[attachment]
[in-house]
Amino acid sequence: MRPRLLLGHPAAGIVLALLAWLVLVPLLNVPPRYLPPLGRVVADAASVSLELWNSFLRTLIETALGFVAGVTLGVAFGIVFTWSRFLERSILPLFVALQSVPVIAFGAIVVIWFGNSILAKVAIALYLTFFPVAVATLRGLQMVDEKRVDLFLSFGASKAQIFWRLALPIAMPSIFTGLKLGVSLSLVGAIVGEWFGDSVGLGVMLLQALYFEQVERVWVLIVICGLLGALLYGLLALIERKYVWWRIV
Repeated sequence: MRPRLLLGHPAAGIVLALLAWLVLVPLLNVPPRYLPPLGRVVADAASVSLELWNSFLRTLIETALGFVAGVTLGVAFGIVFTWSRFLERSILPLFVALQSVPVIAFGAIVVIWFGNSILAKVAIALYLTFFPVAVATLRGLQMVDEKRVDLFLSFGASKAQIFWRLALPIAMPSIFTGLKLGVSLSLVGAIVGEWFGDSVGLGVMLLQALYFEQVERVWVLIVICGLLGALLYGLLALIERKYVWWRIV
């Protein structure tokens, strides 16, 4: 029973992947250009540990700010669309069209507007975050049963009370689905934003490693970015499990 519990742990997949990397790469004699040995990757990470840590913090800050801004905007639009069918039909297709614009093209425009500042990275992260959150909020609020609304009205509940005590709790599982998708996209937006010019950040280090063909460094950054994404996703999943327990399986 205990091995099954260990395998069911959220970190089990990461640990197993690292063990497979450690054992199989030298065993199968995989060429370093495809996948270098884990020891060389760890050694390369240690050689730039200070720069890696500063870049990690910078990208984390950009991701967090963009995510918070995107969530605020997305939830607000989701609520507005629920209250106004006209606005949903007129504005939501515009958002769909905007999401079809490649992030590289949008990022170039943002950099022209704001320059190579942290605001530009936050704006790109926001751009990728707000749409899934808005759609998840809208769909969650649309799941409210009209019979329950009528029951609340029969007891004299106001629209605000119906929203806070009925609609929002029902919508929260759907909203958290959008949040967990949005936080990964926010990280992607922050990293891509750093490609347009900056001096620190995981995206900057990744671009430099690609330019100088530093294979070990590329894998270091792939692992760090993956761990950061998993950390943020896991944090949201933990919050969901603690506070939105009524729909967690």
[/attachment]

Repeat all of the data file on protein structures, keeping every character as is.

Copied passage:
[in-house]
Amino acid sequence: MRPRLLLGHPAAGIVLALLAWLVLVPLLNVPPRYLPPLGRVVADAASVSLELWNSFLRTLIETALGFVAGVTLGVAFGIVFTWSRFLERSILPLFVALQSVPVIAFGAIVVIWFGNSILAKVAIALYLTFFPVAVATLRGLQMVDEKRVDLFLSFGASKAQIFWRLALPIAMPSIFTGLKLGVSLSLVGAIVGEWFGDSVGLGVMLLQALYFEQVERVWVLIVICGLLGALLYGLLALIERKYVWWRIV
Repeated sequence: MRPRLLLGHPAAGIVLALLAWLVLVPLLNVPPRYLPPLGRVVADAASVSLELWNSFLRTLIETALGFVAGVTLGVAFGIVFTWSRFLERSILPLFVALQSVPVIAFGAIVVIWFGNSILAKVAIALYLTFFPVAVATLRGLQMVDEKRVDLFLSFGASKAQIFWRLALPIAMPSIFTGLKLGVSLSLVGAIVGEWFGDSVGLGVMLLQALYFEQVERVWVLIVICGLLGALLYGLLALIERKYVWWRIV
């Protein structure tokens, strides 16, 4: 029973992947250009540990700010669309069209507007975050049963009370689905934003490693970015499990 519990742990997949990397790469004699040995990757990470840590913090800050801004905007639009069918039909297709614009093209425009500042990275992260959150909020609020609304009205509940005590709790599982998708996209937006010019950040280090063909460094950054994404996703999943327990399986 205990091995099954260990395998069911959220970190089990990461640990197993690292063990497979450690054992199989030298065993199968995989060429370093495809996948270098884990020891060389760890050694390369240690050689730039200070720069890696500063870049990690910078990208984390950009991701967090963009995510918070995107969530605020997305939830607000989701609520507005629920209250106004006209606005949903007129504005939501515009958002769909905007999401079809490649992030590289949008990022170039943002950099022209704001320059190579942290605001530009936050704006790109926001751009990728707000749409899934808005759609998840809208769909969650649309799941409210009209019979329950009528029951609340029969007891004299106001629209605000119906929203806070009925609609929002029902919508929260759907909203958290959008949040967990949005936080990964926010990280992607922050990293891509750093490609347009900056001096620190995981995206900057990744671009430099690609330019100088530093294979070990590329894998270091792939692992760090993956761990950061998993950390943020896991944090949201933990919050969901603690506070939105009524729909967690």